penetrating through the crowd, he met Steinberg, face to
face, who, with a child in each arm, was screaming in German—so
completely had he lost his head—“Letty's in the
attic, save her!—the dear child!—mein Gott! mein Gott!”
Lisle understood him—he knew the localities of the house.
The fire had broken out in a crazy back-kitchen, and had
made some progress when the sleepers in the front rooms were
awakened by the smoke and crackling. “Bring a ladder!”
cried Lisle, “there's a person in the attic that must be saved!”
A ladder was brought, but intrepid as our firemen notoriously
are, they recoiled from applying it. “Ther's no use,” cried
one, “the flames are licking round the rafters—it can't be
done.” Lisle sprang upon the ladder. “Come down, young
man,” cried another. “You are lost,” shrieked a third, with
a horrid oath, “you are lost, if you enter!—it's death—
it's death, over and over.” Lisle paused on the topmost
rung, but not to retreat. With characteristic presence of
mind he took a silk scarf from his neck, put it over his face,


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and secured it. With one thrust of his strong arm he demolished
the frail window-sash, a dense column of smoke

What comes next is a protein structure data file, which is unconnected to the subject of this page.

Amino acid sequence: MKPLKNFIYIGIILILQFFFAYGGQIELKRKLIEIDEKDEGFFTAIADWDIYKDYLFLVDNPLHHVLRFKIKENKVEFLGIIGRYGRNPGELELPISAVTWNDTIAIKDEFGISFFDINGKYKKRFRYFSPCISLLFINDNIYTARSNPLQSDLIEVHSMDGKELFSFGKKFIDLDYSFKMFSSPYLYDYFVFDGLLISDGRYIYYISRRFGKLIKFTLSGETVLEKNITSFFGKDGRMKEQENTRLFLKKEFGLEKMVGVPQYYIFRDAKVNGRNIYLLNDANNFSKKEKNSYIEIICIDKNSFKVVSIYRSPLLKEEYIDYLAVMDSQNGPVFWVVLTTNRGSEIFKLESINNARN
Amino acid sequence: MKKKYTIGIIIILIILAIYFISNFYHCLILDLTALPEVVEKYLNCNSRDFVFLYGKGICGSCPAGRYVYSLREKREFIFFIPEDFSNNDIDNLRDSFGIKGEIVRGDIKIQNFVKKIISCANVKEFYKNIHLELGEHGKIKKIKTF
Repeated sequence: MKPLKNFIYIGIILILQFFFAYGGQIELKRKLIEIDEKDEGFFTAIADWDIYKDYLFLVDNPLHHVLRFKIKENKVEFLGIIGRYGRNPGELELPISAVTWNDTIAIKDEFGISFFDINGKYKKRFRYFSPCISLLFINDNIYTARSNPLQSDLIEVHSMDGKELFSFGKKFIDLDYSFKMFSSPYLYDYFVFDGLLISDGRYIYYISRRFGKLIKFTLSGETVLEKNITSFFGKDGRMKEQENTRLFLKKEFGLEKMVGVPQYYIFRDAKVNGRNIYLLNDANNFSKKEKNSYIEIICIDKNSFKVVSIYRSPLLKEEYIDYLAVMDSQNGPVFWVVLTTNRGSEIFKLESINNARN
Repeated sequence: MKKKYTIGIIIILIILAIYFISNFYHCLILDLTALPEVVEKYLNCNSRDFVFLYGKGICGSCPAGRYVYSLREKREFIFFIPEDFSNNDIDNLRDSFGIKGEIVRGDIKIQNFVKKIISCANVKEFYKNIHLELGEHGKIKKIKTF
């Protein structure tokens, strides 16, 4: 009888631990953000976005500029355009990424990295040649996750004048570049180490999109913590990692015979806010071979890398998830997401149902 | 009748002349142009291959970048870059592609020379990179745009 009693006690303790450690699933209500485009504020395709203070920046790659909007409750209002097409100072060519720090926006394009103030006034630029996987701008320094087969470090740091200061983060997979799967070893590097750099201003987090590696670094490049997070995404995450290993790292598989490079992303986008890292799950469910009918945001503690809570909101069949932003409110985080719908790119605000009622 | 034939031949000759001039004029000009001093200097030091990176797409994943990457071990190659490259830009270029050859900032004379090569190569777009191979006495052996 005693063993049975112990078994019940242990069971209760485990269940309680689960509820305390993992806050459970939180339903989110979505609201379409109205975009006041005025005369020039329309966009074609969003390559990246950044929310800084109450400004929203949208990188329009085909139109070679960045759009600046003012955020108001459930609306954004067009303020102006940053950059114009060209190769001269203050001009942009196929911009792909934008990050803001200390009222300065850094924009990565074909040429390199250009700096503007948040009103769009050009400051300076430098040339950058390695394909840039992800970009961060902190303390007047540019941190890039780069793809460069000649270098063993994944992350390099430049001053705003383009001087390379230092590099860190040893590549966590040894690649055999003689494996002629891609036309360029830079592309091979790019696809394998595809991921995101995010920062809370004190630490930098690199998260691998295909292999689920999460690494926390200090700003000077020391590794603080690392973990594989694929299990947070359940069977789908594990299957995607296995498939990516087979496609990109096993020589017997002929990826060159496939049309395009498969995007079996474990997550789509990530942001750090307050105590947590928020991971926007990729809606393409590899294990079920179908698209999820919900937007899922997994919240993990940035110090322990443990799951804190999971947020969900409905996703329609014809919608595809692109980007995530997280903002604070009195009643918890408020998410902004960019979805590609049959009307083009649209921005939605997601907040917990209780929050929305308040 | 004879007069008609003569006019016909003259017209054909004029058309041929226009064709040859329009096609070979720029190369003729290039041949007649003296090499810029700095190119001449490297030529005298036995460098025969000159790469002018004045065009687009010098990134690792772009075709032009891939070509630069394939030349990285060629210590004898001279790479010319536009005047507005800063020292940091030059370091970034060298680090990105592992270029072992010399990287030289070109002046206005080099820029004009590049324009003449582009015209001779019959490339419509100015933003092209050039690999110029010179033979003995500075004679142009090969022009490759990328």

rushed outward, and Lisle disappeared. From below arose
cries upon His name, who, if forgotten till human help fails,
is surely then remembered. Breaths were suspended till,
issuing from the blackness, and followed by the flames, Lisle
reappeared bearing Letty, whom he had wrapped in a blanket,
as if he carried but a child's weight. A general acclamation
burst from the crowd; such a response as ever comes from
man's soul to an heroic deed.

Archibald, tearing the cover from his face that had saved
him in his mortal strife with death, perceived that Letty was
incapable of motion and unconscious. Plenty of hands
came to his aid, and she was borne to the nearest safe house,
and laid on a sofa. Restoratives were brought, and medical
aid was sought and found. Her pulse beat feebly. Archibald
knelt before her, and unconsciously kissed over and
over the little hands he held in his, and felt the pulses, that
had quickened at the faintest sound of his approaching footstep,
grow feebler and feebler.

“Spare your pains, friends,” said the physician with professional
coolness, addressing the assistants who were lavishing
restoratives; “it is all over with the poor girl. It is
death by suffocation.”

“It is not death; it can not be death!” cried Archibald;
“Letty! Letty—dear Letty!” She answered not. “Oh,
Letty—dear Letty! rouse yourself. Speak to me—to
Archy!” There was a slight, a perceptible tremulousness